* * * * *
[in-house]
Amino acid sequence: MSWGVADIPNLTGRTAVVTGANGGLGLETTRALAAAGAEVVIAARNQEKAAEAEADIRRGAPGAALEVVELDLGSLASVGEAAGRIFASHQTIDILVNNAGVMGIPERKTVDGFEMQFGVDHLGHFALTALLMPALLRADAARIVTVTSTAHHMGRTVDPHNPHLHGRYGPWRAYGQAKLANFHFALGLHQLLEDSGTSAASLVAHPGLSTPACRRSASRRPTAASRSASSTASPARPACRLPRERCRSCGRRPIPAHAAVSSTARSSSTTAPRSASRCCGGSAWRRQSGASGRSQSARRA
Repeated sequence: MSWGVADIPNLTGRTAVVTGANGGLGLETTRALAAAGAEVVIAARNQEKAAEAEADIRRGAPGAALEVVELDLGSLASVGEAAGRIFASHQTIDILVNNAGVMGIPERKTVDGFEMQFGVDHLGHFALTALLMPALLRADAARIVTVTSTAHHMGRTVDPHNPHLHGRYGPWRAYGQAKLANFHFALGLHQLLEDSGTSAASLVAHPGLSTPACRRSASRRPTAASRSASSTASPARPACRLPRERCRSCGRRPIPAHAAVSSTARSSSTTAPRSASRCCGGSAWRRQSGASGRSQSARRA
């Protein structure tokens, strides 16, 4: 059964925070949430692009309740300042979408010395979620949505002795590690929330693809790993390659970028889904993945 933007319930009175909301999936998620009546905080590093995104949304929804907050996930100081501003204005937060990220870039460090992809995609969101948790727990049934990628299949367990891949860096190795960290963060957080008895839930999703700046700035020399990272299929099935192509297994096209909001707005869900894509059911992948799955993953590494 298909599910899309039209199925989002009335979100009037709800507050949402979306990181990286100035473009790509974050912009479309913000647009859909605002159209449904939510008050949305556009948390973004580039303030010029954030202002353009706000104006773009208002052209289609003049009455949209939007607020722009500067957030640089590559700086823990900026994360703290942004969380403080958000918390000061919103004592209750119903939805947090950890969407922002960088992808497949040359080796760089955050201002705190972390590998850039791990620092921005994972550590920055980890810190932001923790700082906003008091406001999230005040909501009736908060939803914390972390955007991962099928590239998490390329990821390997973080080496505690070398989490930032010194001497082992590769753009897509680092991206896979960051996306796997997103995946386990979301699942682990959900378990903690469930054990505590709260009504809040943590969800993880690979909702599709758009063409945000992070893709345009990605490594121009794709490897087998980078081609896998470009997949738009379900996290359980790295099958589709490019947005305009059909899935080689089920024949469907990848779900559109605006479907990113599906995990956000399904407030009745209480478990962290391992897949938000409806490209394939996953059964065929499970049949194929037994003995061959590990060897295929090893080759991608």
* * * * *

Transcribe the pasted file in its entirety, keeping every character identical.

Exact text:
[in-house]
Amino acid sequence: MSWGVADIPNLTGRTAVVTGANGGLGLETTRALAAAGAEVVIAARNQEKAAEAEADIRRGAPGAALEVVELDLGSLASVGEAAGRIFASHQTIDILVNNAGVMGIPERKTVDGFEMQFGVDHLGHFALTALLMPALLRADAARIVTVTSTAHHMGRTVDPHNPHLHGRYGPWRAYGQAKLANFHFALGLHQLLEDSGTSAASLVAHPGLSTPACRRSASRRPTAASRSASSTASPARPACRLPRERCRSCGRRPIPAHAAVSSTARSSSTTAPRSASRCCGGSAWRRQSGASGRSQSARRA
Repeated sequence: MSWGVADIPNLTGRTAVVTGANGGLGLETTRALAAAGAEVVIAARNQEKAAEAEADIRRGAPGAALEVVELDLGSLASVGEAAGRIFASHQTIDILVNNAGVMGIPERKTVDGFEMQFGVDHLGHFALTALLMPALLRADAARIVTVTSTAHHMGRTVDPHNPHLHGRYGPWRAYGQAKLANFHFALGLHQLLEDSGTSAASLVAHPGLSTPACRRSASRRPTAASRSASSTASPARPACRLPRERCRSCGRRPIPAHAAVSSTARSSSTTAPRSASRCCGGSAWRRQSGASGRSQSARRA
């Protein structure tokens, strides 16, 4: 059964925070949430692009309740300042979408010395979620949505002795590690929330693809790993390659970028889904993945 933007319930009175909301999936998620009546905080590093995104949304929804907050996930100081501003204005937060990220870039460090992809995609969101948790727990049934990628299949367990891949860096190795960290963060957080008895839930999703700046700035020399990272299929099935192509297994096209909001707005869900894509059911992948799955993953590494 298909599910899309039209199925989002009335979100009037709800507050949402979306990181990286100035473009790509974050912009479309913000647009859909605002159209449904939510008050949305556009948390973004580039303030010029954030202002353009706000104006773009208002052209289609003049009455949209939007607020722009500067957030640089590559700086823990900026994360703290942004969380403080958000918390000061919103004592209750119903939805947090950890969407922002960088992808497949040359080796760089955050201002705190972390590998850039791990620092921005994972550590920055980890810190932001923790700082906003008091406001999230005040909501009736908060939803914390972390955007991962099928590239998490390329990821390997973080080496505690070398989490930032010194001497082992590769753009897509680092991206896979960051996306796997997103995946386990979301699942682990959900378990903690469930054990505590709260009504809040943590969800993880690979909702599709758009063409945000992070893709345009990605490594121009794709490897087998980078081609896998470009997949738009379900996290359980790295099958589709490019947005305009059909899935080689089920024949469907990848779900559109605006479907990113599906995990956000399904407030009745209480478990962290391992897949938000409806490209394939996953059964065929499970049949194929037994003995061959590990060897295929090893080759991608």